1. ## solving ODEs

I've just started this unit at university.

A question was to solve this ODE:

y' = y

Why is it that the answer is not y= y^2/2 + c,

also should it actually be written as y(x)=ce^x, or does that not matter?

Is there an algebraic approach to do this question? I put it in wolfram, and the final two steps were:
y(x) = e^(x+c)
Simplify
=> y(x) = ce^x

I don't quite understand how that simplifies.

Any help is appreciated, thanks!

2. ## Re: solving ODEs

y'=y
You must integrate with respect to the same variable on both sides of the equation.
One integral of y' is = Integral y'(x)*dx = y(x) +c
One integral of y with respect to y is = integral y*dy = y²/2 +c
But it is of no use here, because you should integrate relatively to x , that is : Integral y*dx
Do not confuse with Integral y*dy
Since you don't know yet y(x), you cannot compute Integral y*dx. So, you need another method. The other method leads to y= c*exp(x)

3. ## Re: solving ODEs

Another example :
y(x) = x²
Integral y*dy = y²/2 +c = (x^4)/2 +c
Integral y*dx = Integral x²dx = (x^3)/3 +c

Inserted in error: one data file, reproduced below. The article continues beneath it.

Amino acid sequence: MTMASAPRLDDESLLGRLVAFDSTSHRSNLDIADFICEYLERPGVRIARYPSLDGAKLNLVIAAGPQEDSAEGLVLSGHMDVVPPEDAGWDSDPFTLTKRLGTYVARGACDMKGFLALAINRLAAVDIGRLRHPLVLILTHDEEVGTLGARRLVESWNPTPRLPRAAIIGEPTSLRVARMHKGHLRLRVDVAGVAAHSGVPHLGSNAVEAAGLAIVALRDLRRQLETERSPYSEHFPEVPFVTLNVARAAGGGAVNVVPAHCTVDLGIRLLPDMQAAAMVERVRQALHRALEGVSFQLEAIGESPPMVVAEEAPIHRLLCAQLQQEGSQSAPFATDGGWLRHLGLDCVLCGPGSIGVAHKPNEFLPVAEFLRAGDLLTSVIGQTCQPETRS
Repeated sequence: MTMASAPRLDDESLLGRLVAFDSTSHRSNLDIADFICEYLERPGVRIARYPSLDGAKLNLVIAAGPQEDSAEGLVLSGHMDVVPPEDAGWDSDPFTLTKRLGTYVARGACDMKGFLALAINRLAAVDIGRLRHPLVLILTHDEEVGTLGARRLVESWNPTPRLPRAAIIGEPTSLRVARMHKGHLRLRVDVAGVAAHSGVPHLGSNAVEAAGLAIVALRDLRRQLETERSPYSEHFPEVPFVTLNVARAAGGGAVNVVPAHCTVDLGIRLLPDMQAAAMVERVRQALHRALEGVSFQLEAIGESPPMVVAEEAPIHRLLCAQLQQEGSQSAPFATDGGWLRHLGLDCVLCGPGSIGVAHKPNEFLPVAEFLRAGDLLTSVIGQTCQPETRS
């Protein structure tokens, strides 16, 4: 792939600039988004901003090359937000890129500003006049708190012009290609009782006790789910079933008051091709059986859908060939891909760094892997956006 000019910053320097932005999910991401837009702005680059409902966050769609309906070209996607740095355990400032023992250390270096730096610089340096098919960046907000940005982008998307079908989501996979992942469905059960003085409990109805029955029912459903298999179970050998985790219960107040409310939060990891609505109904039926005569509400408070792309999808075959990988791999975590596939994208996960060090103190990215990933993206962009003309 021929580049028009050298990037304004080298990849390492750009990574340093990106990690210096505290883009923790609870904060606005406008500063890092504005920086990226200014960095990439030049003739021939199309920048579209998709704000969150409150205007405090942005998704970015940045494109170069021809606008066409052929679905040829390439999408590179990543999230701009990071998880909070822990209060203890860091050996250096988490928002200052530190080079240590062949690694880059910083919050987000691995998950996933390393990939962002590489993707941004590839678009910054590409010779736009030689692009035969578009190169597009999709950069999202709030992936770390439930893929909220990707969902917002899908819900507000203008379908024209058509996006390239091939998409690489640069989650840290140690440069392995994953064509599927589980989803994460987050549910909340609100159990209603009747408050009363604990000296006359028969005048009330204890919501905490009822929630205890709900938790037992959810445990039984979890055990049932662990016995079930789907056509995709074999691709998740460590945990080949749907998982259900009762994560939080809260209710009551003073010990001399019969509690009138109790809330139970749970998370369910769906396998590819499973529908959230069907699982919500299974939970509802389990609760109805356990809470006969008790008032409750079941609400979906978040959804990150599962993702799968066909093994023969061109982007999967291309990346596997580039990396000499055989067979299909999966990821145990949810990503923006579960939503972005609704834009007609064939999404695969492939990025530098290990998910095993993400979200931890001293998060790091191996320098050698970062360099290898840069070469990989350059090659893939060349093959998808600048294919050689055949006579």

Of couse, both are different.

4. ## Re: solving ODEs

Originally Posted by JJacquelin
So, you need another method. The other method leads to y= c*exp(x)
I am still somewhat confused.
Also, are we supposed to know this 'other method' (i'm doing a second year university math subject, we use a book called Advanced engineering mathematics),
or are we supposed to be able to recognise the solution
for y'=y is y= c*exp(c)
by looking at it?

5. ## Re: solving ODEs

dy/dx = y' = y is a so called "separable" ODE. This is one of the simplest kind of ODE, as explained in all books.
Ordinary Differential Equation -- from Wolfram MathWorld (See eq. 17)
dy = y*dx
dy/y = dx
ln(y) = x +C
y = exp(x+C)
y = exp(C)*exp(x)
exp(C) = c
y = c*exp(x)

6. ## Re: solving ODEs

excellent, thank you so much!

I don't know why the textbook simply didn't show us that.

7. ## Re: solving ODEs

I have never seen a Differential Equations textbook that didn't show that! What textbook are you using?